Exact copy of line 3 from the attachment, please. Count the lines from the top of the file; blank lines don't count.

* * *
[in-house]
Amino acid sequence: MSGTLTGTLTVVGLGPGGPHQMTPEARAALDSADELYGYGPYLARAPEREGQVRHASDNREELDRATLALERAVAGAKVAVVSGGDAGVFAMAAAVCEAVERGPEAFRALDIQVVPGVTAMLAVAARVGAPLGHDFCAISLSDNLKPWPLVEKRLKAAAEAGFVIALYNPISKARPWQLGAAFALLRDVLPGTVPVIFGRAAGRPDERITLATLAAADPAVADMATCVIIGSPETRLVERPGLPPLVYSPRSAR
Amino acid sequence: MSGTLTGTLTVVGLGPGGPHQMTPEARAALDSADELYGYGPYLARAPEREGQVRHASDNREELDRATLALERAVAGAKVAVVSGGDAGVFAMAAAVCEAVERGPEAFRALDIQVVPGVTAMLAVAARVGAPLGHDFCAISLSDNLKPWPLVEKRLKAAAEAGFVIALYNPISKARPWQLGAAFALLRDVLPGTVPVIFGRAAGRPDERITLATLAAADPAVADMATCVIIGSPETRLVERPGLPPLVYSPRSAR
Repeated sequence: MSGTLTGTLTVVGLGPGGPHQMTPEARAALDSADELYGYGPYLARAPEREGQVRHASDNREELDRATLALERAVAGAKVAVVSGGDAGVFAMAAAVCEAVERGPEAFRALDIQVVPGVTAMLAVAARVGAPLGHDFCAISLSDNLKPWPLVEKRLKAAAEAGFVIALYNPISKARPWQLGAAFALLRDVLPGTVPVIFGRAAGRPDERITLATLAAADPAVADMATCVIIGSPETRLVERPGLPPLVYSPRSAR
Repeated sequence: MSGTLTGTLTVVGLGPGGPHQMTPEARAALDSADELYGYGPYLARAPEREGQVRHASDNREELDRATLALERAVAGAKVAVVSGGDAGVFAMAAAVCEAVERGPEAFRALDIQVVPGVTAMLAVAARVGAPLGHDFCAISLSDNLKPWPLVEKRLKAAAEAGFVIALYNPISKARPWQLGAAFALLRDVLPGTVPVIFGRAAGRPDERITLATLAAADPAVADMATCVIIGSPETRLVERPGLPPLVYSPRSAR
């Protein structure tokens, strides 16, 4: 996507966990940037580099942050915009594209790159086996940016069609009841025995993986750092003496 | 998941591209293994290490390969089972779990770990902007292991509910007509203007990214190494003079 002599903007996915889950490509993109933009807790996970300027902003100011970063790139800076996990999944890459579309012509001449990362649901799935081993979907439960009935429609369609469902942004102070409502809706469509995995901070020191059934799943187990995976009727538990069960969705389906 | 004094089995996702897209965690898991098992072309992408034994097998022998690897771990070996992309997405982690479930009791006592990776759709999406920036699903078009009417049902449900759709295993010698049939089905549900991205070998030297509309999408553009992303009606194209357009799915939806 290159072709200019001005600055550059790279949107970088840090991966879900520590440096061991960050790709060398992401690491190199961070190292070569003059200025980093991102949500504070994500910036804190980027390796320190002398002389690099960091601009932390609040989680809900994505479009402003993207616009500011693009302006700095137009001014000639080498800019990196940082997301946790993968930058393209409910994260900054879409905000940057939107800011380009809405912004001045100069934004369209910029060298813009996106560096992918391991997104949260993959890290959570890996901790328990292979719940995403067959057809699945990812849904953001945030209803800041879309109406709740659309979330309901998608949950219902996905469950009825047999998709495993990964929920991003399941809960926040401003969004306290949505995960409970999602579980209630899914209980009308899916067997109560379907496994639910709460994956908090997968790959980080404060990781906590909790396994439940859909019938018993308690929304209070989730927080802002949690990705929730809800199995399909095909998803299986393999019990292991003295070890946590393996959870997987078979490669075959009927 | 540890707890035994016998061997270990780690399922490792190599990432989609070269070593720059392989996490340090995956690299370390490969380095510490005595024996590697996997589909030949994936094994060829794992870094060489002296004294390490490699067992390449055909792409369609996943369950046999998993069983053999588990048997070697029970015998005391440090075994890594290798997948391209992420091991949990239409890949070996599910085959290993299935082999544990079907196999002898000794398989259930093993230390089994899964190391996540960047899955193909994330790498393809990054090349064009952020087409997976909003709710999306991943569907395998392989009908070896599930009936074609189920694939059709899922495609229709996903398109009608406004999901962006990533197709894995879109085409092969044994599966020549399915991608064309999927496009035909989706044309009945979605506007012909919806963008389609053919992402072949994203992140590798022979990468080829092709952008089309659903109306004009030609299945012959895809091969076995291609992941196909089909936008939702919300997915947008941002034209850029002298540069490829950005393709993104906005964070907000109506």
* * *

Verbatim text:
Amino acid sequence: MSGTLTGTLTVVGLGPGGPHQMTPEARAALDSADELYGYGPYLARAPEREGQVRHASDNREELDRATLALERAVAGAKVAVVSGGDAGVFAMAAAVCEAVERGPEAFRALDIQVVPGVTAMLAVAARVGAPLGHDFCAISLSDNLKPWPLVEKRLKAAAEAGFVIALYNPISKARPWQLGAAFALLRDVLPGTVPVIFGRAAGRPDERITLATLAAADPAVADMATCVIIGSPETRLVERPGLPPLVYSPRSAR